Monday, May 31, 1999 Published at 17:25 GMT 18:25 UK
Business: Your Money
Premium Bonds hit all-time low return
Just the ticket? The odds of winning are lengthening
Falling interest rates are bad news for Premium Bond holders too.
From Tuesday the rate of return will be the lowest in the prize draw's 42-year history.
Starved of the National Lottery's glitzy hype and multi-million pound jackpot, you might think Premium Bonds had lost out to their more flashy rival.
In fact the state-sponsored prize draw has skilfully prospered on the back of the "get rich quick" mentality fostered by Lottery fever.
Since the £1m top prize was introduced in 1994, take up has soared, with more bonds sold than in the 37 preceding years put together.
National Savings, the government-run savings bank, is cutting the return on the total £12bn prize fund to 3.25% - the lowest ever.
At the same time the odds of any £1 bond winning a prize will fall from 19,000-to-1 to 24,000-to-1.
The decision comes as the National Lottery is moving the other way - launching its new Thunderball game, which offers better odds for less prize money.
Despite the bad omens, National Savings is putting on a brave face, saying it does not expect to lose out. But the move may eventually force a strategy re-think among top management.
Ever since they were launched in 1957, Premium Bonds have been saddled with the "dull but worthy" tag.
In those days the top prize was £1,000 - equivalent to about £13,000 today - still well short of the football pools jackpot which had reached £80,000 by 1950. There were also several lesser prizes.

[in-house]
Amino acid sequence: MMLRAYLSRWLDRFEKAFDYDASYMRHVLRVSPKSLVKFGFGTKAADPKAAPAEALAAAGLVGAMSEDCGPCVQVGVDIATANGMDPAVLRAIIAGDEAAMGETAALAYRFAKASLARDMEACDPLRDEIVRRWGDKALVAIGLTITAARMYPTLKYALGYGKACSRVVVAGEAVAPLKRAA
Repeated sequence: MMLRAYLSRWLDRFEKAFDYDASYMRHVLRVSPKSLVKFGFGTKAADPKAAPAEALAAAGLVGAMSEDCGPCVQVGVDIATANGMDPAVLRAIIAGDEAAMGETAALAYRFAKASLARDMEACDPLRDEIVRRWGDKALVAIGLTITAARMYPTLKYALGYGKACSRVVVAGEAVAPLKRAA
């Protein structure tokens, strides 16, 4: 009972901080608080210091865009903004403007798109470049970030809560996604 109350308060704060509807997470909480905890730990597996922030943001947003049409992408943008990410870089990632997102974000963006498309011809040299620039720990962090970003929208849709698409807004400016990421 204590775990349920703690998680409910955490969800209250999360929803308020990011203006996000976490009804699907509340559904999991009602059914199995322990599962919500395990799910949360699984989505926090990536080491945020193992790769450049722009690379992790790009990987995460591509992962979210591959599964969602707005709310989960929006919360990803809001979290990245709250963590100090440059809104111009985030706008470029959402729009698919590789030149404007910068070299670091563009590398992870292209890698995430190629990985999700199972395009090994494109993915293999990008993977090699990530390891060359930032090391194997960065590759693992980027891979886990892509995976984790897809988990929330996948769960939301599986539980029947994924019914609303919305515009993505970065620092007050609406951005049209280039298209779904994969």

But mega wins were never the point of the Premium Bonds, especially not in those austere post war times. The scheme's selling point was to allow a punter to gamble but never lose his stake.
All down to luck
In fact the bet could be withdrawn at any time and the only loss was the potential interest that could have been earned in a building society.
This "no lose" factor coupled with the fact that all winnings were tax-free and human nature's indefatigable belief in luck helped the bonds become an instant success.
But some credit must also go to the marketing men's shrewd decision to name the computer which randomly picked the winning bonds every month.
(The National Lottery, launched in 1994, has followed suit by giving names such as Guinevere and Lancelot to its automated prize ball pickers)
The fact that individuals could buy bonds as a gift, in the name of a relative, was also a popular move. Countless parents and grandparents have bought a stake for newly born family members.
In less than 50 years Premium Bonds have become a national institution. More than 23 million people, or half the population, own at least one.
Updating old image
There have been several changes in an effort to keep up with the times.
Ernie has transmogrified from a clunking piece of cutting edge British machinery into an anonymous, everyday computer (now in the hands of German electronics group Siemens).
The smallest prize is now £50 and the minimum stake for a new investor stands at £100, while the maximum is £20,000.
And the decision to quadruple the jackpot to £1m helped raise the profile of Premium Bonds.
But despite the big money on offer, millions of pounds in prizes remain unclaimed by investors who do not know they've won.
Traditionally, winners are notified by post and all unclaimed prizes, since the first draw in 1957, are listed in the London Gazette, which is published quarterly and held by major post offices.
In a bid to update the process, punters can now check out if they have made millionaire status using the Internet.
Your Money Contents